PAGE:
True fans of drifting know that the original slideways hero was a young man by the name of Takumi Fujiwara. His drift machine of choice was his father's modified Toyota Sprinter AE86 Trueno (basically, a rear-wheel-drive Corolla built between 1983 and 1987). Fujiwara honed his skills while making delivery runs for his father's sushi company in that AE86.

We're of course referring to the famed Japanese manga by the name of Initial D. It started its original comic book run in 1995, and has since spun off into a ton of story volumes, many television shows, a handful of video games, and even a movie. Now, however, it's entering its final stage as the series is set to make its last run.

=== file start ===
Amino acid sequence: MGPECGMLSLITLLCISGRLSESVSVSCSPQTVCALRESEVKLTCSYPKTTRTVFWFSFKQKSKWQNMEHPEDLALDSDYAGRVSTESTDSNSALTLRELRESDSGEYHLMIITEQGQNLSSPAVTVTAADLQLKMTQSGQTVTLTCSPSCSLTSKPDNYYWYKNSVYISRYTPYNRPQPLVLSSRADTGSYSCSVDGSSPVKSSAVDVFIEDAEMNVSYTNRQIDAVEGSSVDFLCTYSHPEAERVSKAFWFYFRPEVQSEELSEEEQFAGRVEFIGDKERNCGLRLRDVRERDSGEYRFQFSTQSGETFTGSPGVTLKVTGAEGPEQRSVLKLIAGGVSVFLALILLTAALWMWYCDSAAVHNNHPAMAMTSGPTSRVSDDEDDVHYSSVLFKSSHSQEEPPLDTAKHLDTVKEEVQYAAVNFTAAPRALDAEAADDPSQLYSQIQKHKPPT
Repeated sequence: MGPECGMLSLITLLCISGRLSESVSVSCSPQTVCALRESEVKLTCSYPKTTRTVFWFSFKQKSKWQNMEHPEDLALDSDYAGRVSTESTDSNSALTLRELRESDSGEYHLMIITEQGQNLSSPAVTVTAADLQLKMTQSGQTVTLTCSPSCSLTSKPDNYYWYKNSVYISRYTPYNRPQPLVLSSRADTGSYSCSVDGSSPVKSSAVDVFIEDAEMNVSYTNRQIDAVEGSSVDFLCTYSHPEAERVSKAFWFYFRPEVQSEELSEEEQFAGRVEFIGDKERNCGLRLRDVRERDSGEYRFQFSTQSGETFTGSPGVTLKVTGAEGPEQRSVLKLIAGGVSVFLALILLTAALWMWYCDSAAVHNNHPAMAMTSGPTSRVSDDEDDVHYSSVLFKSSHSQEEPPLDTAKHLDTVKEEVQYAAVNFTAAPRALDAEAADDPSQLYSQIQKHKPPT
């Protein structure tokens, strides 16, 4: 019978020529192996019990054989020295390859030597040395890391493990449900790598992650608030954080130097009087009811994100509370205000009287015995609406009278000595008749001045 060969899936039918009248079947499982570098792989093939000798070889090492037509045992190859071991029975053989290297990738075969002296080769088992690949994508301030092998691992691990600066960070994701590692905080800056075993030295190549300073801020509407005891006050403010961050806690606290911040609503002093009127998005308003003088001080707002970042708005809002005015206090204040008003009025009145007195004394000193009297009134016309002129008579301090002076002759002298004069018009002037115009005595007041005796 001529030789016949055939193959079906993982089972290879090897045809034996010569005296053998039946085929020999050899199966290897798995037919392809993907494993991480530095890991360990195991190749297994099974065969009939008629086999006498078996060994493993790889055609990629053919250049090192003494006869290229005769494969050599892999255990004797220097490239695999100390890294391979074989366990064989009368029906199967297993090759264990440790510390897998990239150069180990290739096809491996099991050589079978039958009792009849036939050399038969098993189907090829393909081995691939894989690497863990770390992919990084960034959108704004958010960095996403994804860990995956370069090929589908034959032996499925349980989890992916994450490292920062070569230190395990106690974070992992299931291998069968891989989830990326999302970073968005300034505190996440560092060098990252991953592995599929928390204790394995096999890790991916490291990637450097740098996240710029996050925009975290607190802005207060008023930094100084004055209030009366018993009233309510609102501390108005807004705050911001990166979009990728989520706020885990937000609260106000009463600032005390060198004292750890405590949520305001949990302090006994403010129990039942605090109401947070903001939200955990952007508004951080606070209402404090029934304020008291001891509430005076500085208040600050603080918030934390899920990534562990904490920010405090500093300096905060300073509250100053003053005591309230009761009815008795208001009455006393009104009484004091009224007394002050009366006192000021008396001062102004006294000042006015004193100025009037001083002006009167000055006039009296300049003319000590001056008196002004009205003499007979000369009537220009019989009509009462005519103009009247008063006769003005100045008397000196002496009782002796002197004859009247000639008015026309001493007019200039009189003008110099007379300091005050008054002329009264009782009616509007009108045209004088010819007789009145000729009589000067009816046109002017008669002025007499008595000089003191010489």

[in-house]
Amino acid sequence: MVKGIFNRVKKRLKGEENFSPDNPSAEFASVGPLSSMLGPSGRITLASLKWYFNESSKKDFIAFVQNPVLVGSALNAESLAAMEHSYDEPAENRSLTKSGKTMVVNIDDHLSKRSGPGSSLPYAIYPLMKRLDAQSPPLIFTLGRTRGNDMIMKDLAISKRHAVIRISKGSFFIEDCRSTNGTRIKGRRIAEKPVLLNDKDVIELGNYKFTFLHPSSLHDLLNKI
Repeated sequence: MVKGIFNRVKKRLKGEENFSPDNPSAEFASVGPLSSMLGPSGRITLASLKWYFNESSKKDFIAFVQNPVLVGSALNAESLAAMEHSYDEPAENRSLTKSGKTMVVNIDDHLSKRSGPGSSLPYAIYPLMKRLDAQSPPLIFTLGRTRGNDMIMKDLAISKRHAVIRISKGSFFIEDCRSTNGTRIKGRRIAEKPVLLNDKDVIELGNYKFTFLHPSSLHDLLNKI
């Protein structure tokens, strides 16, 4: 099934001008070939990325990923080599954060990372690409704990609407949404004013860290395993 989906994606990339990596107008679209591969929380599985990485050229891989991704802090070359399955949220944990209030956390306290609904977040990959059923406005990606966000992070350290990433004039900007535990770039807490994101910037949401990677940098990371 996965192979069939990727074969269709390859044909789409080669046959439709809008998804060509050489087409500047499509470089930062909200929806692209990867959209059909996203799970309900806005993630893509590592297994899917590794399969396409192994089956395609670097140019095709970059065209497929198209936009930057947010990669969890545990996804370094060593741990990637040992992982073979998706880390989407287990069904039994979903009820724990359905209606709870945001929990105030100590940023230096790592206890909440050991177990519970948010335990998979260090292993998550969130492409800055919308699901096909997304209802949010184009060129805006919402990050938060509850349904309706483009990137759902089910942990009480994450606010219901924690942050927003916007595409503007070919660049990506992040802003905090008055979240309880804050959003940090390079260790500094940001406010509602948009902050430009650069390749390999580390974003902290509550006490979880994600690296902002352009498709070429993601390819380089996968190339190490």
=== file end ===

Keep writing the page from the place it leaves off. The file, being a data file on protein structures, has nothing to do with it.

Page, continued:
The final volume is being adapted into an animated series. There are also plans in the works for a final film titled Initial D: The Movie.

It's been a long road for Fujiwara, the character that started off as a young kid honing his skills on Mt. Akina and eventually becoming one of Japan's greatest drivers. The series should be a sure hit to anyone that is a fan of Japanese domestic market vehicles, drifting, and comic books. The creators stuffed tons of cool cars into the story, and it's one of the main reasons that the AE86 remains such a popular car to this day.

Initial D was originally the manga creation of Shuichi Shigeno, and it's since become a massive hit. Perhaps some of today's fun, inexpensive rear-wheel-drive machines can be traced back to the popularity of the series. That series made the AE86 popular, and fans have been clamoring for a modern Toyota sports car. Now we have the Scion FR-S and Toyota GT 86. Maybe we owe a bit of thanks to Takumi Fujiwara for that? We think so...


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